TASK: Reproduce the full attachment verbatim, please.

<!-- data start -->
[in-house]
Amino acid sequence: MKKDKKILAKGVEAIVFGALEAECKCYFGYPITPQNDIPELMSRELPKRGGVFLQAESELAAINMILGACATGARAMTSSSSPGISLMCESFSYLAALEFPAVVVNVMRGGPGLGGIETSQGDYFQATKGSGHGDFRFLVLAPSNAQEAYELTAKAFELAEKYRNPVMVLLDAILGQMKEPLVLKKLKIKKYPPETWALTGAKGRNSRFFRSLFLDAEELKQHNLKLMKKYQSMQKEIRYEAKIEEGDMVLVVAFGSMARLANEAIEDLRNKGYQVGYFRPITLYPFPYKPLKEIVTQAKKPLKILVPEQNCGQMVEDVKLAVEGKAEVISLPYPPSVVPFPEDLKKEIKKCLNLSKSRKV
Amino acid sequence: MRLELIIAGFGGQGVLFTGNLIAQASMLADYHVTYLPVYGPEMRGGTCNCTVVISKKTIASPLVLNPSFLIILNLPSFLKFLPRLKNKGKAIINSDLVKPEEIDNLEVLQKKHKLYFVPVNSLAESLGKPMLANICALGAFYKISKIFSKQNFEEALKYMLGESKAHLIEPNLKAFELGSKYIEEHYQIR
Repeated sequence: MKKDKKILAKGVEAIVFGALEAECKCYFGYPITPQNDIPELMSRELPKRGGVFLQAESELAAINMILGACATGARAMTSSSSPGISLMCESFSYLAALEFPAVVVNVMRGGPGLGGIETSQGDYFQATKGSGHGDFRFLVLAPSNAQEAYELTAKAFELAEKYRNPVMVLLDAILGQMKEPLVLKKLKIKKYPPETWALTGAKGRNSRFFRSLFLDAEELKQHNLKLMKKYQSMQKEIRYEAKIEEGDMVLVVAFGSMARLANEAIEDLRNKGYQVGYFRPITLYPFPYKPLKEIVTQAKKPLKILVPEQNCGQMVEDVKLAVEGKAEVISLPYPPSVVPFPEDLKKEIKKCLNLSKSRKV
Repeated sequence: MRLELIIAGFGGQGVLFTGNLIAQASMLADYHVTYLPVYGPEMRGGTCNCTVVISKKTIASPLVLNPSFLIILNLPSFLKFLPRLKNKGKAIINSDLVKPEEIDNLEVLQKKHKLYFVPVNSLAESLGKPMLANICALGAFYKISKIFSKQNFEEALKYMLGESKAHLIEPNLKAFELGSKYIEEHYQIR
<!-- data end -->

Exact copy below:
[in-house]
Amino acid sequence: MKKDKKILAKGVEAIVFGALEAECKCYFGYPITPQNDIPELMSRELPKRGGVFLQAESELAAINMILGACATGARAMTSSSSPGISLMCESFSYLAALEFPAVVVNVMRGGPGLGGIETSQGDYFQATKGSGHGDFRFLVLAPSNAQEAYELTAKAFELAEKYRNPVMVLLDAILGQMKEPLVLKKLKIKKYPPETWALTGAKGRNSRFFRSLFLDAEELKQHNLKLMKKYQSMQKEIRYEAKIEEGDMVLVVAFGSMARLANEAIEDLRNKGYQVGYFRPITLYPFPYKPLKEIVTQAKKPLKILVPEQNCGQMVEDVKLAVEGKAEVISLPYPPSVVPFPEDLKKEIKKCLNLSKSRKV
Amino acid sequence: MRLELIIAGFGGQGVLFTGNLIAQASMLADYHVTYLPVYGPEMRGGTCNCTVVISKKTIASPLVLNPSFLIILNLPSFLKFLPRLKNKGKAIINSDLVKPEEIDNLEVLQKKHKLYFVPVNSLAESLGKPMLANICALGAFYKISKIFSKQNFEEALKYMLGESKAHLIEPNLKAFELGSKYIEEHYQIR
Repeated sequence: MKKDKKILAKGVEAIVFGALEAECKCYFGYPITPQNDIPELMSRELPKRGGVFLQAESELAAINMILGACATGARAMTSSSSPGISLMCESFSYLAALEFPAVVVNVMRGGPGLGGIETSQGDYFQATKGSGHGDFRFLVLAPSNAQEAYELTAKAFELAEKYRNPVMVLLDAILGQMKEPLVLKKLKIKKYPPETWALTGAKGRNSRFFRSLFLDAEELKQHNLKLMKKYQSMQKEIRYEAKIEEGDMVLVVAFGSMARLANEAIEDLRNKGYQVGYFRPITLYPFPYKPLKEIVTQAKKPLKILVPEQNCGQMVEDVKLAVEGKAEVISLPYPPSVVPFPEDLKKEIKKCLNLSKSRKV
Repeated sequence: MRLELIIAGFGGQGVLFTGNLIAQASMLADYHVTYLPVYGPEMRGGTCNCTVVISKKTIASPLVLNPSFLIILNLPSFLKFLPRLKNKGKAIINSDLVKPEEIDNLEVLQKKHKLYFVPVNSLAESLGKPMLANICALGAFYKISKIFSKQNFEEALKYMLGESKAHLIEPNLKAFELGSKYIEEHYQIR